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Maths and magic

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By John DabellYear 4 teacher at Forest Fields Primary and Nursery School in Nottingham

Amaze your class with these ‘mathemagical’ tricks and teasers

top hat

Maths tricks can woo and wow children’s imaginations. They have a magical feel to them and can breathe mystery and fun into your classroom. This article contains a selection of tried and tested recreational activities to add a little zip to your maths teaching and inspire and deepen children’s interest. They offer a wide variety of classroom uses and are prime candidates for mathematical ‘milking’. Use them alongside formal maths teaching in starter and plenary sessions, within focus groups, as brain breaks or to end the day. They also provide excellent material for maths clubs.

It’s a good idea to start a file of your favourite tricks so you can use them year after year. Each time you introduce a new one to the class, give the children time to explore it and practise the maths for themselves. They can then prepare demonstrations to perform to you and the rest of the class.

Activities

  1. The number 11 sandwich
  2. Recurring number magic
  3. Postal number
  4. That’s original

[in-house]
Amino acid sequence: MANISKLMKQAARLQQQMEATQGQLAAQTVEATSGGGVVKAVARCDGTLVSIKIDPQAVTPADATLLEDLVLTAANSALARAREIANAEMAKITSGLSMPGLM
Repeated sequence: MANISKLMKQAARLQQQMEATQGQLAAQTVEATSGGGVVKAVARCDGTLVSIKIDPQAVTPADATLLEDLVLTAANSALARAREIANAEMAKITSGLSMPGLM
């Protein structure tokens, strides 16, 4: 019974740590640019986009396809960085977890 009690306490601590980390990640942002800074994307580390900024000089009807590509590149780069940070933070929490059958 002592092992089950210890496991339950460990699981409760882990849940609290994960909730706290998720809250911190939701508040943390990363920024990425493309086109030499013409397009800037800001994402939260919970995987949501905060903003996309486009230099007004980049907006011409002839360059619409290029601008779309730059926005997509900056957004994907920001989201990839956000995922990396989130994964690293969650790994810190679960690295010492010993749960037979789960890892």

5. Number line magic
  6. The magic number
  7. Guess two nunbers
  8. A head full of numbers

1. The number 11 sandwich

A very neat trick for multiplying a two-digit number by 11 is to write down the number you are multiplying by, leaving a space between the two numbers. For example, to work out 35×11, leave a space between the 3 and 5 = 3_5. Now, add these two digits and place the answer in between. So 3 + 5 = 8, then place the 8 in between the 3 and 5 to make 385. Check this on a calculator to see that 35×11 is 385.

This method works if the total of the two digits is less than ten. If they add up to ten or more, you will need to add the 1 to the first digit and place just the second number in the space. For example, to do 67×11 you would separate the 6 and 7, add 6 and 7 to make 13, but rather than place 13 in between, place the 3 in the space and add the 1 to the 6, so the answer is 737.

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